I’m also thinking about moving the toddler girl into second boy’s room, because he really hates to be alone and third boy wants his old room (hers) back. If you are reading and now trying to problem-solve, know that there are two more wrinkles here: one is she’s still in a crib and when that ends (probably sooner than I’d like) she may beeline for our bed along with those middle brothers, who often end up there. That’s wrinkle number two, our inadvertent family bed that seems (at times, especially as these boys grow) both sweet (in theory sometimes more than practice) and endless (for the foreseeable future at least).
Lest you think the brilliant solution is to kick them out, I’ll say up front that while I’m not a formal Attachment Parenting person, at the least I’m a mush-ball and I’m sleepy in the middle of the night and often trying to do other than some sharing leads to lost sleep and even yelling, so I’m probably not about to put a halt to our ersatz co-sleeping ways.
Chaos, though, chaos and plowing through, like everything else, it’s one step at a time, right?
My mother spearheaded the dining table (note, too, because I love this, the Donna McGee tile we use as trivet; I adore her cows almost most of all). I got through much of the kitchen counter that serves as my workspace at the same time and Remy, my most organized of children at age seven, helped, too.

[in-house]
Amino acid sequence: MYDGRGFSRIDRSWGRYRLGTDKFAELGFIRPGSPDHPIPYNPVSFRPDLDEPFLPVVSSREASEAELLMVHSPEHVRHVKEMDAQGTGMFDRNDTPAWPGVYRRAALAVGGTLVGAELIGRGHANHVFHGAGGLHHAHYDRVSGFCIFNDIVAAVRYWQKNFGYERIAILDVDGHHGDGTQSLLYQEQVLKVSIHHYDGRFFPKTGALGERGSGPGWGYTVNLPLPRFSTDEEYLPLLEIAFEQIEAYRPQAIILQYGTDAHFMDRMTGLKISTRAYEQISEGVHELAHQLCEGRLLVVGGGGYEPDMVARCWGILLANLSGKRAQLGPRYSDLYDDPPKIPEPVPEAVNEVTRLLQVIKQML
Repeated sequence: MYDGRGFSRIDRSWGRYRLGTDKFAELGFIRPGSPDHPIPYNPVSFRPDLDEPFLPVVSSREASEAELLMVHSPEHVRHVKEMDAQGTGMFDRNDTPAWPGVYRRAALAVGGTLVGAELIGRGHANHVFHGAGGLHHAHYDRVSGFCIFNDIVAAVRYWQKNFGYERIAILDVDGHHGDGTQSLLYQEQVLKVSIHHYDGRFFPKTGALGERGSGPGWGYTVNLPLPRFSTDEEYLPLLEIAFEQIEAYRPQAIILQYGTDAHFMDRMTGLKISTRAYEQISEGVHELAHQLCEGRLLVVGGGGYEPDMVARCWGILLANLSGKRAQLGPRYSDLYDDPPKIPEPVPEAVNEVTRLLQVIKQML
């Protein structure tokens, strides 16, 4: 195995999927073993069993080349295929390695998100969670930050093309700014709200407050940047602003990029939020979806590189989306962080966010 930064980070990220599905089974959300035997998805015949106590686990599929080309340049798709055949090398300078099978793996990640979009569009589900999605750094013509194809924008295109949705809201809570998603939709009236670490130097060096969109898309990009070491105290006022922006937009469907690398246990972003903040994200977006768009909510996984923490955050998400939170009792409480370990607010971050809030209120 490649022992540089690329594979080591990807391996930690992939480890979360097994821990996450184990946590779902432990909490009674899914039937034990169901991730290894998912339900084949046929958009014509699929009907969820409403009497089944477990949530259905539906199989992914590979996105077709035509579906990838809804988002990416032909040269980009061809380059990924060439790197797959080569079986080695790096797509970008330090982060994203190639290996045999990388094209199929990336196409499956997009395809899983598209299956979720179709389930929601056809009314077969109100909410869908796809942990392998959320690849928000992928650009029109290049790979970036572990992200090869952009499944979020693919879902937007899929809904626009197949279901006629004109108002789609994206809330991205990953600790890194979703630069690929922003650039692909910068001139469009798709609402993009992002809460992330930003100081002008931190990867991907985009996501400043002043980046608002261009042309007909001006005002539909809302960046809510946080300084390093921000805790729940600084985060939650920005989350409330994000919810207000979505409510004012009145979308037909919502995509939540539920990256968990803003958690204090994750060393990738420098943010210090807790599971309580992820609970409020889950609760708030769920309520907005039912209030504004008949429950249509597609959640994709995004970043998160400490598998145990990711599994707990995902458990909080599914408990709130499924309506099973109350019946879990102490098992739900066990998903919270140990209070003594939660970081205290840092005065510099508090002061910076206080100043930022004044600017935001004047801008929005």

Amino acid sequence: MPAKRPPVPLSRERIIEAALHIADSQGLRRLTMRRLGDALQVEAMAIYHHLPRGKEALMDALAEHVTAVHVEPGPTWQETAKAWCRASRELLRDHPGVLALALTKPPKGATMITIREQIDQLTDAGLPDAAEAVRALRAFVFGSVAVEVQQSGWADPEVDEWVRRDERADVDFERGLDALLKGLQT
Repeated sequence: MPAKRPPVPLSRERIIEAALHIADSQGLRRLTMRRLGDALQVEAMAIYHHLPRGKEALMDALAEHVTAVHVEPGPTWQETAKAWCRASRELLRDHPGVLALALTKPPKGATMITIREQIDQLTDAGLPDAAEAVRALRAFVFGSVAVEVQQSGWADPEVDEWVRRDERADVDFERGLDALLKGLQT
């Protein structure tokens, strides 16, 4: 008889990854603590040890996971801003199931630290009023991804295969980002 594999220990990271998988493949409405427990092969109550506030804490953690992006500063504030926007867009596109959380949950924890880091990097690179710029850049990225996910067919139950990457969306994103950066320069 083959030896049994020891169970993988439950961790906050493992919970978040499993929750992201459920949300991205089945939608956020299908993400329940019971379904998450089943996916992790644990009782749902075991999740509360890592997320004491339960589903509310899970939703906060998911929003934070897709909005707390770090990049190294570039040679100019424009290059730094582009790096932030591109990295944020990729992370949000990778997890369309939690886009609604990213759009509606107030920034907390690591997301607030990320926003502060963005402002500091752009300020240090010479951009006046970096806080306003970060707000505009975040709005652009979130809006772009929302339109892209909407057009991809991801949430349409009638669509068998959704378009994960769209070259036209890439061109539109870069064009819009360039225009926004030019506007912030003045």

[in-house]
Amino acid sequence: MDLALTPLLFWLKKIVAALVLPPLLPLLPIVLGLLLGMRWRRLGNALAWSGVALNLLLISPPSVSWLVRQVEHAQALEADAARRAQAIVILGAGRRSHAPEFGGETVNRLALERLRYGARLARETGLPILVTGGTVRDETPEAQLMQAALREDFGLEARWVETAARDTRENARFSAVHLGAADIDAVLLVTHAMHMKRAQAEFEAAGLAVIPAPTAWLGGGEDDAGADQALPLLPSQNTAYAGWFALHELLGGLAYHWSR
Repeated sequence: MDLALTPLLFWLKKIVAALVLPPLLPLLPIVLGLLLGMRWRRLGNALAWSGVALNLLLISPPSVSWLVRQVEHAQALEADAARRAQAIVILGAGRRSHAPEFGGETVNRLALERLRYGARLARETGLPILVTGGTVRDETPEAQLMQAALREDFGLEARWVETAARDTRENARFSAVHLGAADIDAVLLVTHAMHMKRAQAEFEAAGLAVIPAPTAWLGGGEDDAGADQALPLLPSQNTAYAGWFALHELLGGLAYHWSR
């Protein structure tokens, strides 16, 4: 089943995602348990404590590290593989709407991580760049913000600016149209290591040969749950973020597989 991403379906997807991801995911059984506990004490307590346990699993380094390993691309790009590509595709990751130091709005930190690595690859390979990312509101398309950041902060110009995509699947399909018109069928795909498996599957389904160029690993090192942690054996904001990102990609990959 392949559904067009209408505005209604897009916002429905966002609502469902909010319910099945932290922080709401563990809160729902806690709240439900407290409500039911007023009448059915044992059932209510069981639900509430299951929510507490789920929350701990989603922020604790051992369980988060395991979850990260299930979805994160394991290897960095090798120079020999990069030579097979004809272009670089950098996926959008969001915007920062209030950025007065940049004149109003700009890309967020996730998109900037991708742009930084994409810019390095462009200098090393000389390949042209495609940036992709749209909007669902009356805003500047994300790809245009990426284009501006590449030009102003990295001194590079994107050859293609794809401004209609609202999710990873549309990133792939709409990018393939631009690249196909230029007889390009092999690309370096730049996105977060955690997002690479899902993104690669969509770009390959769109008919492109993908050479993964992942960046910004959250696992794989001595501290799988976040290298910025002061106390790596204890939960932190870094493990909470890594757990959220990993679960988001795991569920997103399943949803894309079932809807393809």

As I explained (more like complained) to my mom, I went through a huge pile of clothing at the beginning of the summer, packed some up, gave lots away and already must do it again. And who has time? I kind of don’t but must figure out how to create time for this. Weekly? Daily? Pull out my hair instead and drown in stuff? Those seem like the only available options.
I find it amusing—and at times even a little disturbing—that I’ve developed a total fascination with design blogs. But I really have a newfound soft spot for this corner of the blogosphere.
Plenty of the design-y, sometimes foodie, cool stuff-loving (and I have a push-pull feeling about cool stuff, truth be told, again another story for another day) mama bloggers also happen to be kind of young, hip in their ways, and LDS (as in, Mormon, but not the Big Love or creepy news story kind). At the risk of offending anyone, I keep wondering about the religion angle. I think that’s part of what keeps me hooked, how on the one hand totally open and willing to say almost anything the lovely (and I really do mean lovely) Gabrielle Blair is (and her sister, Jordan Ferney, is lovely, too). Or Damaris at Bebeloo, she’s so refreshingly honest. These women also adhere to a whole set of beliefs I think I might find restrictive or in some ways difficult, being the reproductive justice feminist gal I am (but maybe not, I am truly fascinated and filled with admiration).
So, I guess I’m in it for more things than design, but you know what? I really like looking and dream of some sort of green-hippie(ish)-feminist-cute-stuff-and-order-loving offering of my own someday.
Maybe the pretty (and orderly) worlds I’m peeking into provide inspiration for chaos reduction and affirmation that in fact (see Donna McGee tile and Robert Quigley table) I do, beneath it all, have my own sense of good taste and style. And I can celebrate that (without apology?).